Such concerns have made mainstream disease centers deny that mosquitoes have the capacity to be significant vectors of Lyme disease infections. However, recent studies have provided evidence to combat any such concerns. Specifically, one study performed by individuals from Goethe-University, Senckenberg Museum of Natural History Gorlitz, and the University of Frankfurt has found that mosquitoes might have the equipment, after all, to enable Borrelia spirochetes the ability to survive for the duration necessary to be viable vectors of Lyme disease.

Mosquito Study from German Universities

The researchers in this study aimed to check two things. First, whether Borreliae can be found in different species, or even different genera, of mosquitoes despite their different feeding habits, and secondly, whether Borreliae can be detected in mosquitoes right after their metamorphosis just as the transstadial transmission (the passage of a microbial parasite from one developmental stage of the host to the next) in ticks.

In regards to the first goal of the study, the researchers found that Borreliae could be detected in 10 species of mosquitoes across four different genera. This was out of the 52 species of mosquitoes found in the tested areas of Germany. The frequency of the bacteria found in mosquitoes was consistent with previous studies, and the number of species it found was due to collection methods and not differences between the species.

In line with previous studies, a notable amount of Borriliae was detected in the mosquitoes’ salivary glands, indicating the possibility that mosquitoes can transmit an infection. Regarding the first goal, the study did not find evidence to show anything conclusively. Still, the findings do suggest that mosquitoes might play the role of being an occasional mechanical vector of Lyme disease.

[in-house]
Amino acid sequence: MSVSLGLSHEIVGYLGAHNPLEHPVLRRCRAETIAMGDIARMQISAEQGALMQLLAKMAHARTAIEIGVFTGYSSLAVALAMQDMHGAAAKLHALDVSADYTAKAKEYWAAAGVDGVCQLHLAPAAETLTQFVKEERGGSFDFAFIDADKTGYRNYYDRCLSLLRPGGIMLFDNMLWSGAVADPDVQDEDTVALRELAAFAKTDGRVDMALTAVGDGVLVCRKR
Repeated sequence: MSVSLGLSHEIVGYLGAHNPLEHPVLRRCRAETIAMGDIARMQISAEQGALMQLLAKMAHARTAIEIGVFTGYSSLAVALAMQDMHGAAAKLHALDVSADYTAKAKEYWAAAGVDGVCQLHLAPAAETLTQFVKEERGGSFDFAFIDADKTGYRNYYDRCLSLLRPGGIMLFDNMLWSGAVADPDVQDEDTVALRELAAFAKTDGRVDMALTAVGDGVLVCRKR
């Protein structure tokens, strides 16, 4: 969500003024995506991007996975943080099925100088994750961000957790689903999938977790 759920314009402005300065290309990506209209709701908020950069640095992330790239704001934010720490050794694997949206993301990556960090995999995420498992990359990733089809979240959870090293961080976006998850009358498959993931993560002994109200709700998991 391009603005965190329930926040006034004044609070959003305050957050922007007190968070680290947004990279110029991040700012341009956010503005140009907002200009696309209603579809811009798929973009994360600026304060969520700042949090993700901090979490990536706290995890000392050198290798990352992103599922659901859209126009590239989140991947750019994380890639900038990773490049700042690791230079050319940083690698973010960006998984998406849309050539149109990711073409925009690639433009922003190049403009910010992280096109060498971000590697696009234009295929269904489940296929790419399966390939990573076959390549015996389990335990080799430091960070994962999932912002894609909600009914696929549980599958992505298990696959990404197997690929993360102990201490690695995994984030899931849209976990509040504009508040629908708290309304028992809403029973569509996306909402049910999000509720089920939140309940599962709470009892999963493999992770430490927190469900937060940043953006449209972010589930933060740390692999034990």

On the other hand, this study found ground-breaking data in relation to the second goal, which was to find out whether Borreliae can be detected in mosquitoes directly following their metamorphoses. Such findings would be significant because being able to survive and continue from one developmental stage of the host to the next is a crucial step for any vector-borne pathogen to be transmitted later on.

This study, for the first time, found that Borreliae endure the metamorphosis from larvae to pupae, and again from pupae to mosquito. The study confirmed this by capturing larvae, which were tested to have Borreliae. Then, while monitoring the laboratory-hatched specimens at each stage of their metamorphosis, the researchers were able to confirm that the mosquitoes maintained the Borrelia in their organism through the changes despite never having a blood meal.

These findings were the first of their kind, and indicate that the Borriliae in mosquitoes has developed some form of survival methods in mosquitoes, which quiets the concerns of those who might be skeptical of mosquitoes having the capacity to transmit infectious Borrelia to people.

University Hospital of Frankfurt – Mosquito Study

Scroll to Top
Skip to content